By default Boxshot processes reflection as it is a foil placed on top of the diffuse material. Every ray that hits it gets reflected. This works just fine for foil simulation and metallic surfaces, but sometimes you might need it a different way, so here comes the saturated reflection effect.
Drag a sphere into the new project to get something like this:
Then apply a colorful diffuse texture, so you can easily spot the difference later:
Finally, drag the Reflection level slider to 50%, so the ball starts reflecting:
Great, now you can see that while you move the reflection slider, the metallic reflection replaces the diffuse texture. You’re slowly getting a metallic ball without any texture. If you apply a reflection mask now, you get foil effect, but what if we want the reflection to take diffuse texture into account?
Check the Saturated by artwork box and see the difference:
You see that the ball still reflects, but it now reflects with the colors of the diffuse texture. Let’s set reflection level to 100%:
We’ve got a reflective metallic textured ball, great. Now switch the saturated reflection off to see the difference:
Now it is a simple metallic sphere, all the rays are reflected and the artwork is not visible.
How it Works?
Basically, non–saturated reflection acts like a foil placed above the artwork. Here is a sketch:
You see that reflective layer placed above the texture reflects rays before they catch the color. All the rays at the left gets reflected intact, while the right rays get diffuse color, but don’t get reflected and you see that part matte.
Here’s what happens when you enable saturated reflection:
This time reflective layer is below the diffuse one, so rays have to pass through the diffuse part and then back. That’s where they get colored and that’s why you see the reflection saturated by the artwork.
So the option is quite simple: if you need a clear foil or metallic effect, just leave everything as is. If you want rich colorful reflections, enable the saturated option. For more flexible control of the reflection, consider using reflection masks.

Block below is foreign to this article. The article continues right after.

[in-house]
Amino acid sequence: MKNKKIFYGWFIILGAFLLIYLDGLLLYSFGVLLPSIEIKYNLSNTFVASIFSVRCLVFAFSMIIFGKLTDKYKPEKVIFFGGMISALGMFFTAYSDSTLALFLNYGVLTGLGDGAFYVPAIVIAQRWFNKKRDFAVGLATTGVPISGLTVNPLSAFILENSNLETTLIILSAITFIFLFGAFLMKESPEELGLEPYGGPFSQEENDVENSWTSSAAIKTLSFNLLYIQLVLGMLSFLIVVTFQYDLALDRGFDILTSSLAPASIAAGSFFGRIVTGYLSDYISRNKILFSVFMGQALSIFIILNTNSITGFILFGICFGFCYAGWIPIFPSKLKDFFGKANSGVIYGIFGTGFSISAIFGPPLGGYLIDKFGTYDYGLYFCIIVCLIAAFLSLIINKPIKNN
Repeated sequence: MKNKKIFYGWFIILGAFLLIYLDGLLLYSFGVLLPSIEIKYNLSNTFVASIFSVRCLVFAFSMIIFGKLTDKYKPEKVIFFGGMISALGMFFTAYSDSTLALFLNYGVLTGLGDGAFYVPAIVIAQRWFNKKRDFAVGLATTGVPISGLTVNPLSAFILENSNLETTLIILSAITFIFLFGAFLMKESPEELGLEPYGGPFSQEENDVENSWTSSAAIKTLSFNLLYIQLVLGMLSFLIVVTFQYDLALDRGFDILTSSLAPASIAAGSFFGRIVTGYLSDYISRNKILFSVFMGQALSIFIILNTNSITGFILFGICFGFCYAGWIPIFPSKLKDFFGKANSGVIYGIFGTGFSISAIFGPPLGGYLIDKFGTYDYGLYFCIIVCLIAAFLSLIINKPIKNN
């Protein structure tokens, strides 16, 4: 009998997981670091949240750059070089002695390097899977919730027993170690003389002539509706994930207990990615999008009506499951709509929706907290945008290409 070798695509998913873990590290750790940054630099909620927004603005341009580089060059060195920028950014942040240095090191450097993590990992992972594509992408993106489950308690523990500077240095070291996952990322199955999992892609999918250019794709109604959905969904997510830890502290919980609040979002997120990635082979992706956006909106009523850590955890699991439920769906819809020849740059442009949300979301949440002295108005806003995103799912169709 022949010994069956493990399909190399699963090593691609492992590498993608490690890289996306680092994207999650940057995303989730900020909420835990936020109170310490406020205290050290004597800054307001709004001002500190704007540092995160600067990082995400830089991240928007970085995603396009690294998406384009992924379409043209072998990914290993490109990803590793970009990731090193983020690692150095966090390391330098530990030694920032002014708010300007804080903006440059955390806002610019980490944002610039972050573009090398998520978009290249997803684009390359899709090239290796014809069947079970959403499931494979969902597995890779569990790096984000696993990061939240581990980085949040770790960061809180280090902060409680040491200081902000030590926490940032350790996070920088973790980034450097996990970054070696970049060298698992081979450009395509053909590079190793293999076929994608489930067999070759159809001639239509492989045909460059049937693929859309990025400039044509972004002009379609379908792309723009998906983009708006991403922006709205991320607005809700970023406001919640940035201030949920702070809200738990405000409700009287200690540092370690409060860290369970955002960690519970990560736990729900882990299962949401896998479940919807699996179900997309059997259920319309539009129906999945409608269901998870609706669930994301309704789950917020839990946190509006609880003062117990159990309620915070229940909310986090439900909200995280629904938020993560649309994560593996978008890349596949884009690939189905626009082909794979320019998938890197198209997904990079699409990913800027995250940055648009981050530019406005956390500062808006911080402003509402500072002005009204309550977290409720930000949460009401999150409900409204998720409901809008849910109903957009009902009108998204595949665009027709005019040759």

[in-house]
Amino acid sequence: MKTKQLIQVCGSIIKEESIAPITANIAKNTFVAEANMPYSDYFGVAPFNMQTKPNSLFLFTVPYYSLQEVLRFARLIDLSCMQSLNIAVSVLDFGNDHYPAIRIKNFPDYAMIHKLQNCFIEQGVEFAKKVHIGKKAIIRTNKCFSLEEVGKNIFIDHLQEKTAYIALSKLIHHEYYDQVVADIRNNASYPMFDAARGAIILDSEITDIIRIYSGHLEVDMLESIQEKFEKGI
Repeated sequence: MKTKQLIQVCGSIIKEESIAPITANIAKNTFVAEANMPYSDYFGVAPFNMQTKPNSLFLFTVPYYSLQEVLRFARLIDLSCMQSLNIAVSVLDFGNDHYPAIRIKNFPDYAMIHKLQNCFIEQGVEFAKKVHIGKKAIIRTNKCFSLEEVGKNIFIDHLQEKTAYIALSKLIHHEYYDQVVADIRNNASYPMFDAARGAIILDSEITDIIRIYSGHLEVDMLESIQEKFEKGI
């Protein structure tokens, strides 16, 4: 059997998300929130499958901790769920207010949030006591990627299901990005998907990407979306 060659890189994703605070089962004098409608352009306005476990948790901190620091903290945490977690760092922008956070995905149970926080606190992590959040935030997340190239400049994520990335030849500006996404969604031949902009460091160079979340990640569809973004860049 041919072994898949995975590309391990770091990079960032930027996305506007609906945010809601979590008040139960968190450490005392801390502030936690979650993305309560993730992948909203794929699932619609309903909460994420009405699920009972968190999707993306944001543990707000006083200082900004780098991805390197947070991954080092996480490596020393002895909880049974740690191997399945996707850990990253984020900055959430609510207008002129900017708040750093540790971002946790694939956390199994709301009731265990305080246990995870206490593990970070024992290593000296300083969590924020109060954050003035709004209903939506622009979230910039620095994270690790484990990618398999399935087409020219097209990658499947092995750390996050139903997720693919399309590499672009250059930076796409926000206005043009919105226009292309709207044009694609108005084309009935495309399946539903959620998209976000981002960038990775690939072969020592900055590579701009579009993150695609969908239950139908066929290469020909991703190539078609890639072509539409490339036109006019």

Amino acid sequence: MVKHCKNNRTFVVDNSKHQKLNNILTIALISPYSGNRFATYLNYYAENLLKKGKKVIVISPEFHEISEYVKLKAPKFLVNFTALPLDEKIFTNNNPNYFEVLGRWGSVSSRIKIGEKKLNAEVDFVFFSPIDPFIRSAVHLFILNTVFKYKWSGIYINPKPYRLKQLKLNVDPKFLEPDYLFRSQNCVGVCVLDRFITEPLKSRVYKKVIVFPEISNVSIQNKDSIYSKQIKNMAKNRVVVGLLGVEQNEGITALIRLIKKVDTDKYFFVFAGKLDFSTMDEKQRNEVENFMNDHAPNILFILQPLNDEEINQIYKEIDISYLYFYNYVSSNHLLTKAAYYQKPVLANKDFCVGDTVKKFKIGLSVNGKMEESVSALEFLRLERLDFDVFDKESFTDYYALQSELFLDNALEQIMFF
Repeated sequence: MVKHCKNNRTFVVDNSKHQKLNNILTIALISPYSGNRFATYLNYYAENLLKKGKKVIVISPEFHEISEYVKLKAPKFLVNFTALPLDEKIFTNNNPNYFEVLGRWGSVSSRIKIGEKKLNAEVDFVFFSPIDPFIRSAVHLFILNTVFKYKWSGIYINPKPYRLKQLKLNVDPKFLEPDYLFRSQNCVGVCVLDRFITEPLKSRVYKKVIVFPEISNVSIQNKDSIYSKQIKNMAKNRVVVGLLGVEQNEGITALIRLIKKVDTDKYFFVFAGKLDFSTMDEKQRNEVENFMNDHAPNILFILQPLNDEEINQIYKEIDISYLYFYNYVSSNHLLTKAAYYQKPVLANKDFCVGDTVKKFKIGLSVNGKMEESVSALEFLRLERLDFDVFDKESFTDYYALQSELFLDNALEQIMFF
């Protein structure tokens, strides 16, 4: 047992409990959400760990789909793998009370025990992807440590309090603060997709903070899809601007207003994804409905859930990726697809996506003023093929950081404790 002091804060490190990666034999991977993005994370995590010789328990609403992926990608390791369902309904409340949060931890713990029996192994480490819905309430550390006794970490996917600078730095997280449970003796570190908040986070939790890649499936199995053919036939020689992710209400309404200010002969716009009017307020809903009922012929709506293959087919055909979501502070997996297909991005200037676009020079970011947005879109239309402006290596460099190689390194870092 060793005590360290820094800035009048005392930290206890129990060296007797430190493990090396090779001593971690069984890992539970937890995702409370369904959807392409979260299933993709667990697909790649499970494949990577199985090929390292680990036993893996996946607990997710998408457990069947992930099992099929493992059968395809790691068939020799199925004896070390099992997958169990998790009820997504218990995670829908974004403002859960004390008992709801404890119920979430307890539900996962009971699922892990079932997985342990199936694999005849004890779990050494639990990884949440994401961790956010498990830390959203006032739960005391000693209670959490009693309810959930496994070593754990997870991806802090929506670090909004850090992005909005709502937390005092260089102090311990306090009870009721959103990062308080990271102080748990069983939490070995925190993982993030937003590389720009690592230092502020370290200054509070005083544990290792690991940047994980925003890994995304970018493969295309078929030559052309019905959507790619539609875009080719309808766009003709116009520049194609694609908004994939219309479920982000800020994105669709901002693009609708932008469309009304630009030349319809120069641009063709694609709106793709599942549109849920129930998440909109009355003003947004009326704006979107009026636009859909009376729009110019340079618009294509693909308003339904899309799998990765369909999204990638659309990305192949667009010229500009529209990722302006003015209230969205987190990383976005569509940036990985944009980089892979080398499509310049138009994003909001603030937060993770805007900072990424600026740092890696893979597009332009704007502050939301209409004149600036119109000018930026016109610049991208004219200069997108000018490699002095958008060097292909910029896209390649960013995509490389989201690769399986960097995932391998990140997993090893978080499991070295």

- Realistic Rendering — improving scenes visual appearance;
- Lighting — control environment and directional lighting;
- Saturated Reflection — make "rich" colorful reflections;
- Floor Reflection — reflecting scene objects in the floor;
- Job Manager — rendering jobs later;
- GPU Rendering — rendering scenes faster on GPU;
- Rendering Time and Quality — getting more control on rendering;
- Simple and Realistic Lighting — speeding up scene rendering.
- Texture Slots — how to use texture slots in Boxshot;
- Glass Materials — how to make semi–transparent objects look attractive;
- UV–Spot — how to make a UV–spot effect easily;
- Foil Effect — how to add foil–finishing to your shapes;
- Bump — adding relief to your materials;
- Copying Materials — how to copy materials to other shapes;
- Semi–Transparent Labels — making semi–transparent and partial labels;
- Boxshot Materials — more details about Boxshot materials.
- Decals — applying decals and configuring them;
- Bump Decals — applying bump where it is needed;
- Depth Of Field — adding more realism to your renderings;
- Tools — read more about Boxshot tools;
- Managing Images — how to manage image files used by Boxshot projects;
- Shapes Instances — creating lightweight copies of other shapes;
- Model Editor — edit embedded models in many ways;
- Shrink Wrap — heat–shrink film simulation for objects wrapping;
- Translation — teach Boxshot to speak your language.
- Lathe Objects — making symmetrical objects using revolving curves;
- Loft Objects — making custom objects with 2D cross–sections;
- 3D Text — making 3D text objects in Boxshot;
- Extruded Objects — how to make thick 3D object of your flat 2D curve;
- Conical Labels — making conical labels with distorted artwork;
- Custom Shapes — adding custom shapes to the left panel;
- Third Party Shapes — importing third party shapes to Boxshot.